(To listen to the audio of this blog post, use the purple play button.)
Medical Support of the Fifth Division in World War II (Part 1)
By Harold L. Potter (1998); Presented to the Sojourners group, near Hot Springs, Arkansas.
Edited and audio recording by Jim Potter
Army Medical Service Corps officer insignia lapel pin
My military experience started on August 25, 1938, when I joined the Medical Detachment of the 130th Field Artillery Regiment of the 35th Division of the Kansas National Guard. In those days, we normally had one weekender per month in the sand hills north of Hutchinson, plus our usual weekly Monday night at the armory in Hutchinson. Our Division entered federal service on December 23, 1940, and went to Camp Robinson, Arkansas, for our one year’s training.
Many of you will remember the hit song, “Goodbye Dear, I’ll be Back in a Year.” In my case, that became five years before I was released to the Reserves where I was fairly active until I was retired in 1964 with 25 years of service.
In 1942, the organization of the infantry divisions was changed from “square” divisions to “triangular” divisions. At the end of that year, I was recommended for Officer Candidate School (OCS). At the time, I was young and full of “piss and vinegar,” as they used to say, and had experience as a Drill Instructor (DI). After graduation, I found myself a Second “Looey” and assigned to “Tent City” in Camp Grant near Rockford, Illinois, in April of 1943.
It was called Tent City because several training battalions were formed every spring in the Medical Replacement Training Center. It was torn down in the fall because the winters were too cold for tent living and the training of “rooks.”
We managed to get in two 13-week training sessions that summer. For the first session, our training battalion was a trainload of fresh new rookies from the hills of North Carolina, then for the second session we had a similar sized group of brash rookies from Brooklyn by way of Camp Upton on Long Island. Another lieutenant and I had gone to Long Island and brought them back to Camp Grant by train. When our company officers divided up the subjects and prepared the training schedules, I was fortunate in receiving most of the tactical subjects which I particularly enjoyed. That would include field subjects, map reading, etc.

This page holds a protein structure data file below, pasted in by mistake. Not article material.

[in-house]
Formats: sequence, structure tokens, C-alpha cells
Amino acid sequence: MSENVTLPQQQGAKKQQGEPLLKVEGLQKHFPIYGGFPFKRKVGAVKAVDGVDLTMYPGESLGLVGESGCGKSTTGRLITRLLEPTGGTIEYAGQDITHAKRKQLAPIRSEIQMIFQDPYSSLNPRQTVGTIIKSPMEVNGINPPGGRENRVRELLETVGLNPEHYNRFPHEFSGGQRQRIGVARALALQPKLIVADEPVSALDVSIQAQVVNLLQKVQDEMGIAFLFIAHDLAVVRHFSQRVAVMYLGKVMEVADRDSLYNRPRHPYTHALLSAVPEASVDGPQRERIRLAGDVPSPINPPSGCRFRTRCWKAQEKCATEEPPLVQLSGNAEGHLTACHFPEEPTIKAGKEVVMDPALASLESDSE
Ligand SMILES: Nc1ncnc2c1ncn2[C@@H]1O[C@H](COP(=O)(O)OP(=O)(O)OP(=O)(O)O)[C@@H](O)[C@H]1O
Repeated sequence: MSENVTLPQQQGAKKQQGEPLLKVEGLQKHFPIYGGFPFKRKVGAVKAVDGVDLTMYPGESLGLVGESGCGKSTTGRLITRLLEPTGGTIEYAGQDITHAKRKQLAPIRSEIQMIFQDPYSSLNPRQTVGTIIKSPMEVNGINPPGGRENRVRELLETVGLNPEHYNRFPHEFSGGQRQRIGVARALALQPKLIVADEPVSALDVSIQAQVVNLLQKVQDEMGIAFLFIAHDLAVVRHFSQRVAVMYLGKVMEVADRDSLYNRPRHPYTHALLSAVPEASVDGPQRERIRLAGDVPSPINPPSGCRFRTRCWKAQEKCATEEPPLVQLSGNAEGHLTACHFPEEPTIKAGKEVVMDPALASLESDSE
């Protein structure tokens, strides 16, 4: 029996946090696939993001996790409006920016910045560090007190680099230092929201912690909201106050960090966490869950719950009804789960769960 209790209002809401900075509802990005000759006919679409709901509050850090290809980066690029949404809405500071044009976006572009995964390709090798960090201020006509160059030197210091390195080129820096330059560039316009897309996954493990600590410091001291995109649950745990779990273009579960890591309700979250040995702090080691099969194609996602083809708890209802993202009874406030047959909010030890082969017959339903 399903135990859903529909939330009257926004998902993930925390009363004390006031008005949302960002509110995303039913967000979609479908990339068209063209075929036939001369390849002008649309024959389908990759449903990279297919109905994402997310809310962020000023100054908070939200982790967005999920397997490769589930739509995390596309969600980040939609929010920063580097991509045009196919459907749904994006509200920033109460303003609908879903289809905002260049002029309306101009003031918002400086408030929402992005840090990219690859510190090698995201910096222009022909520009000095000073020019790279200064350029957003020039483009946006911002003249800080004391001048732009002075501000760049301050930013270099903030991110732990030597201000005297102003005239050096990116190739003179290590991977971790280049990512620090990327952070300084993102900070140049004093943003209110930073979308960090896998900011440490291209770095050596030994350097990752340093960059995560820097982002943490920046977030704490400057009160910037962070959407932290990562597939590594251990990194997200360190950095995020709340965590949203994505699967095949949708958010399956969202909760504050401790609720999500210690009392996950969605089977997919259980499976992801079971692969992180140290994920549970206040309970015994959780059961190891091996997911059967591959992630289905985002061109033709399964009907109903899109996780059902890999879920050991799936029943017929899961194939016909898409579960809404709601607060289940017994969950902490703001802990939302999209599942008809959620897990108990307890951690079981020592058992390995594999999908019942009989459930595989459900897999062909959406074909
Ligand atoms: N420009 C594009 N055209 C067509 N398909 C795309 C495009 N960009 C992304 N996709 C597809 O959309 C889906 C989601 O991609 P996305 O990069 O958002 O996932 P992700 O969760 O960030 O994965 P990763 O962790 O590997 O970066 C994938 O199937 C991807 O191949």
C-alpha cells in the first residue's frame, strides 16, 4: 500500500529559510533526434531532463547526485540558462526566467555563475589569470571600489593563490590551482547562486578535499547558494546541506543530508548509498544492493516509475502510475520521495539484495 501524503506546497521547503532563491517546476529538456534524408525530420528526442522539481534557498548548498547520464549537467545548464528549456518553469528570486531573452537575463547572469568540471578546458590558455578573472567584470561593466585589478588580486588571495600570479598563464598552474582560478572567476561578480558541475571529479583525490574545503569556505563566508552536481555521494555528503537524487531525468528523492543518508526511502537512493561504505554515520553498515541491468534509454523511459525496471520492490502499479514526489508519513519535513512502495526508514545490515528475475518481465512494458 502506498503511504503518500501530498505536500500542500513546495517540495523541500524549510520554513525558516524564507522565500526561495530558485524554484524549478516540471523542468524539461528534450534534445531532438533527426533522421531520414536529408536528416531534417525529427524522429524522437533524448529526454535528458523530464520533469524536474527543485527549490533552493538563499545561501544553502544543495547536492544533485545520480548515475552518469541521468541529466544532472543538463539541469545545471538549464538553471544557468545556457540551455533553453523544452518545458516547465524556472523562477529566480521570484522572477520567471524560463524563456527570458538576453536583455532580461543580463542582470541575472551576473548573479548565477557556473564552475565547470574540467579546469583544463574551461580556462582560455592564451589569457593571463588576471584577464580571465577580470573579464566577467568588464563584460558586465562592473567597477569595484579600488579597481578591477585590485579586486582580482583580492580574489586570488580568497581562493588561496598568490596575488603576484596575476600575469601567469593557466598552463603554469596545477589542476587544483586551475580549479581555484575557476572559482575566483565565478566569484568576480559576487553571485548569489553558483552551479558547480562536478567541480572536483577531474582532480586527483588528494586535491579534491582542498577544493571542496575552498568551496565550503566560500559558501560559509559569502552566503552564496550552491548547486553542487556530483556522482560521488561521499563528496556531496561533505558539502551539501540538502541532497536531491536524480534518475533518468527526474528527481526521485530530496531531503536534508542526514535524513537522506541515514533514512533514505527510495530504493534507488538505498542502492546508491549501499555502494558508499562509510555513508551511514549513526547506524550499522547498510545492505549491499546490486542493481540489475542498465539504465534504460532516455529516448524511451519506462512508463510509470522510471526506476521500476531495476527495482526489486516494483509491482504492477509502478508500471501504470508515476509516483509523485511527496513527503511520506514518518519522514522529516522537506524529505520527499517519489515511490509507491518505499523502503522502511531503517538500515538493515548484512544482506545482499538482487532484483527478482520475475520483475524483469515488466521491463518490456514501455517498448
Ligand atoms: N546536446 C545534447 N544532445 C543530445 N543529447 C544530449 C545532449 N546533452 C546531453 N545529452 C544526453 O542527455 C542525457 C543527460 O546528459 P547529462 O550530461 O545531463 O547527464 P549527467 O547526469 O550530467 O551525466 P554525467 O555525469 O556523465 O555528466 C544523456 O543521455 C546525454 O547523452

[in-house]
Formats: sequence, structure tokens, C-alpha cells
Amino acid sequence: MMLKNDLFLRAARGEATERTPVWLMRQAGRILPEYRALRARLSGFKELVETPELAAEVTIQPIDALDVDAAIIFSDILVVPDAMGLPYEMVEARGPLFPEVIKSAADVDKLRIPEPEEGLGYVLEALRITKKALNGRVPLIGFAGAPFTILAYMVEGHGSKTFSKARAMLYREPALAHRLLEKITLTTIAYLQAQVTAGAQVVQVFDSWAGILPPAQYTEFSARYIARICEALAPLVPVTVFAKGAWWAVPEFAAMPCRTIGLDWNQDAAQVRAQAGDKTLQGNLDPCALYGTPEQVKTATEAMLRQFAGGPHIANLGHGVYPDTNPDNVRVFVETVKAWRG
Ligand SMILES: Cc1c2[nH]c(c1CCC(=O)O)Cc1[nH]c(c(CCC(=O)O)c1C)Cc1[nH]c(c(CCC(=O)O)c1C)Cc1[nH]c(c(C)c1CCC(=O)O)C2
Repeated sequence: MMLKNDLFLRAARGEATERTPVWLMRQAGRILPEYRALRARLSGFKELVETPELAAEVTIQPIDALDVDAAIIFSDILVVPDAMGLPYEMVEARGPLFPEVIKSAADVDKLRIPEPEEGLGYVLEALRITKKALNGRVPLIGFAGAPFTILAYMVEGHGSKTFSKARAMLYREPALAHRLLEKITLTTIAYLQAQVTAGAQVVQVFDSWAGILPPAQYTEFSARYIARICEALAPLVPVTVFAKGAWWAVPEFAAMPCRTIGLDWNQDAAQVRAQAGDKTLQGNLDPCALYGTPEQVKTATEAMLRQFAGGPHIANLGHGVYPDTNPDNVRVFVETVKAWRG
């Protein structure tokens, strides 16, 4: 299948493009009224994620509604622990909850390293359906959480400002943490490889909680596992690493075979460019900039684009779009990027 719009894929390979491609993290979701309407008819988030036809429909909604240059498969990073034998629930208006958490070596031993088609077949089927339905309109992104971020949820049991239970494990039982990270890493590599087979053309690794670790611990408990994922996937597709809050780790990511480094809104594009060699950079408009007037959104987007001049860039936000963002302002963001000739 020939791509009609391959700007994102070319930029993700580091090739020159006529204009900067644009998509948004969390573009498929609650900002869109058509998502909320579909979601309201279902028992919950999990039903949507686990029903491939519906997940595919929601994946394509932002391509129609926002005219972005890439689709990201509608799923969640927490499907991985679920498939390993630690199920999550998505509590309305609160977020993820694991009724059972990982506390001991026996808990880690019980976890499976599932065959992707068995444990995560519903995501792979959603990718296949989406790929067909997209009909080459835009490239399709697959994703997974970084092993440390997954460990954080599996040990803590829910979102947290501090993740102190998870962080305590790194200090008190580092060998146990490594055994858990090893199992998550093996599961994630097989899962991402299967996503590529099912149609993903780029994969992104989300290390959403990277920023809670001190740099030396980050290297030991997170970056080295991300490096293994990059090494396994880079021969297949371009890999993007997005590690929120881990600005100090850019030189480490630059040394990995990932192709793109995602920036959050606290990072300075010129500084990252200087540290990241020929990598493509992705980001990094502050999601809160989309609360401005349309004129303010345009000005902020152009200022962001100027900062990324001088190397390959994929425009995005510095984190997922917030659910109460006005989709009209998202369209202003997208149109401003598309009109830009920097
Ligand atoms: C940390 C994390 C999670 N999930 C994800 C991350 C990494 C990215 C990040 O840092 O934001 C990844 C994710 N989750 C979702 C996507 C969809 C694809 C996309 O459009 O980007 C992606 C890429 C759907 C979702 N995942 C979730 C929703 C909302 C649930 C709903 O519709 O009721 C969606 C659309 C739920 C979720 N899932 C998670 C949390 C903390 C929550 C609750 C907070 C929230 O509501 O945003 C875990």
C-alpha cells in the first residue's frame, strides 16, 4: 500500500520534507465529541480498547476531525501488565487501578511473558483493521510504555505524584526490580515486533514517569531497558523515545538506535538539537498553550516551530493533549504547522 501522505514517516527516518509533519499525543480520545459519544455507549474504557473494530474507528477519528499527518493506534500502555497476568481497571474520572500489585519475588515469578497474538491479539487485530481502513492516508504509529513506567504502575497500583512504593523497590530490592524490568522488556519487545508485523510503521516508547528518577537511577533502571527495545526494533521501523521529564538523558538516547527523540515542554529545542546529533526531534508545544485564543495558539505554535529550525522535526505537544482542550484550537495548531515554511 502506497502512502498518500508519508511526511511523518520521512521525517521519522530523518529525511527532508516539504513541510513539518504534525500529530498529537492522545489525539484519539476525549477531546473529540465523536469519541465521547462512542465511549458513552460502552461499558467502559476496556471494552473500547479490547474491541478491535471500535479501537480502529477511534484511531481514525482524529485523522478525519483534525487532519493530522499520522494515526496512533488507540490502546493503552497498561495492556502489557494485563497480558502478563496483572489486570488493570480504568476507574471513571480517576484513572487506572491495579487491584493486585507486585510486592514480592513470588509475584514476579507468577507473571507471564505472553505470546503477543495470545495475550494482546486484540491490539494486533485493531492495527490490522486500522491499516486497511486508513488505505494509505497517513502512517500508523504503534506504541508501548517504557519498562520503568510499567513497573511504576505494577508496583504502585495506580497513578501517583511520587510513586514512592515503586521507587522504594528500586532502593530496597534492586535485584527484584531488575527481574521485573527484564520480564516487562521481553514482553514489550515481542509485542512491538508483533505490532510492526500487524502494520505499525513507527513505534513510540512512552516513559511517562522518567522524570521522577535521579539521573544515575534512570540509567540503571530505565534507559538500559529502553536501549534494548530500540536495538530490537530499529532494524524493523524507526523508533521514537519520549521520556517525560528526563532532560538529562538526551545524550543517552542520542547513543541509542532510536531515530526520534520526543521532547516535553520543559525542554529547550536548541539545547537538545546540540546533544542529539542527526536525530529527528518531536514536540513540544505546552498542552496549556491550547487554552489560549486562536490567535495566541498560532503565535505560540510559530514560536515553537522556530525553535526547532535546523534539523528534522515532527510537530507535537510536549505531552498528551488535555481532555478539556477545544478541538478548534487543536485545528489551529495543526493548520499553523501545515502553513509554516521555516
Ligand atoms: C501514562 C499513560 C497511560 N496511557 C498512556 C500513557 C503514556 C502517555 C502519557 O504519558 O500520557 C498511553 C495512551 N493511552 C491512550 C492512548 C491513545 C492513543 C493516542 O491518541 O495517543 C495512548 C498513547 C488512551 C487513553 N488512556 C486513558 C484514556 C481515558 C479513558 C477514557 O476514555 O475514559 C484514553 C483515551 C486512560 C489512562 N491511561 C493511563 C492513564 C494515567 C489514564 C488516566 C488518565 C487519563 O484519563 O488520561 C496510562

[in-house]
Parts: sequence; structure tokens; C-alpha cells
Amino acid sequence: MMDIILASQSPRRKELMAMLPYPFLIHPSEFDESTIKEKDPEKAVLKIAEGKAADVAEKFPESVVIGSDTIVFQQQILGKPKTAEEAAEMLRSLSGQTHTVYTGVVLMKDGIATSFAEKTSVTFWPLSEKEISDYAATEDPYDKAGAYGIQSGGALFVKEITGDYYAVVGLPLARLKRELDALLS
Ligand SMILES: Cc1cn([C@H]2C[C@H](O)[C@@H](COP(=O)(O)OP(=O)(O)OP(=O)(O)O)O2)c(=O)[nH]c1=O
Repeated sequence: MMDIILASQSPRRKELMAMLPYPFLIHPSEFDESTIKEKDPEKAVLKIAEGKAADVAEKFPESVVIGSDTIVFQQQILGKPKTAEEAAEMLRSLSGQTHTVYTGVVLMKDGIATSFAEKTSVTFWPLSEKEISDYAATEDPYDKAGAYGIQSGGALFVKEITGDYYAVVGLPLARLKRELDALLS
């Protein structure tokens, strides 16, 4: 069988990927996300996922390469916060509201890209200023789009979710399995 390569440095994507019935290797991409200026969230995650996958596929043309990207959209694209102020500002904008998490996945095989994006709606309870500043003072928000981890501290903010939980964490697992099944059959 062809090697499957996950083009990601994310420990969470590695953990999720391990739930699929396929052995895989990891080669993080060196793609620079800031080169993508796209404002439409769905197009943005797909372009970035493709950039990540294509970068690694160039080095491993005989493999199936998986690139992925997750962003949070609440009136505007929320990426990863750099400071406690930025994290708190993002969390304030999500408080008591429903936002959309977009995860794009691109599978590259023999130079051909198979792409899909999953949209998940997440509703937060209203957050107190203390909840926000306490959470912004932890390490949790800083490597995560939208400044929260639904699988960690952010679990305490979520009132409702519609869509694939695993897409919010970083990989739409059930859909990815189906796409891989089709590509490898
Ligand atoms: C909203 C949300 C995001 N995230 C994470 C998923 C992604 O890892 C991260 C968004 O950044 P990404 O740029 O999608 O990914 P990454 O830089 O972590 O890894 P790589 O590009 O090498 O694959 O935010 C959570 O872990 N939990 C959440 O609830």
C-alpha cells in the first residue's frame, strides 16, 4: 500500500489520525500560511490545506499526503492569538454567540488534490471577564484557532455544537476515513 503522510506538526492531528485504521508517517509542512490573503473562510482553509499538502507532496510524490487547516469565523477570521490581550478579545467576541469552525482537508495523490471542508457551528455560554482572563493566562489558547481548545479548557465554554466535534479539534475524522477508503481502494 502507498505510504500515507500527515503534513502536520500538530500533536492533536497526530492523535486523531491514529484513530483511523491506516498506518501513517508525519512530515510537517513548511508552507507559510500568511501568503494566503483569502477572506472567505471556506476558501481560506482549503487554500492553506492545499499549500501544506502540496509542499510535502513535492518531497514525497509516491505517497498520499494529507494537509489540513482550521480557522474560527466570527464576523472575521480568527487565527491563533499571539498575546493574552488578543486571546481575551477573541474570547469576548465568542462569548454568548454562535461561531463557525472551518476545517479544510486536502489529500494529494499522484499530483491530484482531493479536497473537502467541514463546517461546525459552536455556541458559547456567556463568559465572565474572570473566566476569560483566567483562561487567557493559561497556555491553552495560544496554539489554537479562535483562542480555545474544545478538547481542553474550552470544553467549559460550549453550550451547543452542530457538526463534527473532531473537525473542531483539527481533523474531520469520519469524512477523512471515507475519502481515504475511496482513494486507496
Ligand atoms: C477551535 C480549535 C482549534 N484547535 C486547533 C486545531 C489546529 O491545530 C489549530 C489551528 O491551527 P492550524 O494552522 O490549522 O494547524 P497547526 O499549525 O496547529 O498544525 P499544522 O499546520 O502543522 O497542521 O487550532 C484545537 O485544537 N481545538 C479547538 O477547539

Our training was quite intense. We had what we called the “gestapo” officers from the 37th Battalion Headquarters popping in on us unannounced, but after training periods we were ready for combat and getting anxious to get overseas.
The training schedule was prepared each week. If a class was set up for one hour, we had to be sure that the class lasted exactly 50 minutes, then took a 10-minute break, remembering that the gestapo was checking on us. But this concentrated training paid off because we turned out some good soldiers. They weren’t quite as anxious to get into combat as we were, but they were ready.
The Fifth (Red Diamond) Division had a very distinguished combat record during World War I. The Red Diamond Division of WWI was remembered by many civilians of Luxembourg. General Pershing once said that the crossing of the Meuse River in France by the Fifth Division in WWI was one of the most brilliant military feats in the history of the American army.
– TO BE CONTINUED –
Harold L. Potter was born near Rolla, Kansas, in 1920, the son of Clarence and Cleo Crandall Potter. He lived in the center of the Dust Bowl in the 1930s and moved to Hutchinson with his family in 1934. Potter graduated from Hutchinson Junior College prior to his military service, and earned a BSBA degree from Washington University, St. Louis, in 1947. He was a U.S. Army veteran of World War II. He entered active duty as a private in December 1940 and transferred to the reserves after the end of World War II. He was discharged as a major in 1964.
While stationed in Illinois at Mayo General Hospital in 1943, “Hal” met Nell Armstrong of Galesburg. She was a civilian employee in medical supply. Hal and Nell married in July 1945 after Victory in Europe (VE Day), prior to Lt. Potter being trained for the Pacific theater, including the invasion of Japan.
Happy writing and reading,
j alex potter says
This will be interesting to hear about your dad. I don’t remember him really talking about his experiences overseas.
Jim Potter says
I should have been a better listener.
Karen Y. says
You’ve whetted our appetites again, Jim!
Jim Potter says
Thanks, Karen. At least, to my knowledge, dad never had to eat sawdust (like Mo).
Charlotte Crawford says
Those of us who had parents who served in WWII wish we had asked more questions. Your interviews with your father are a treasure.
Jim Potter says
Thanks, Charlotte. Tell me about your parents and military service.
Shelley Stephens says
Jim, This blog about your dad is so interesting. Glad you have this information about him and his service. Your blog helps keep the history of WW2 alive and not forgotten. Thanks for sharing.
Jim Potter says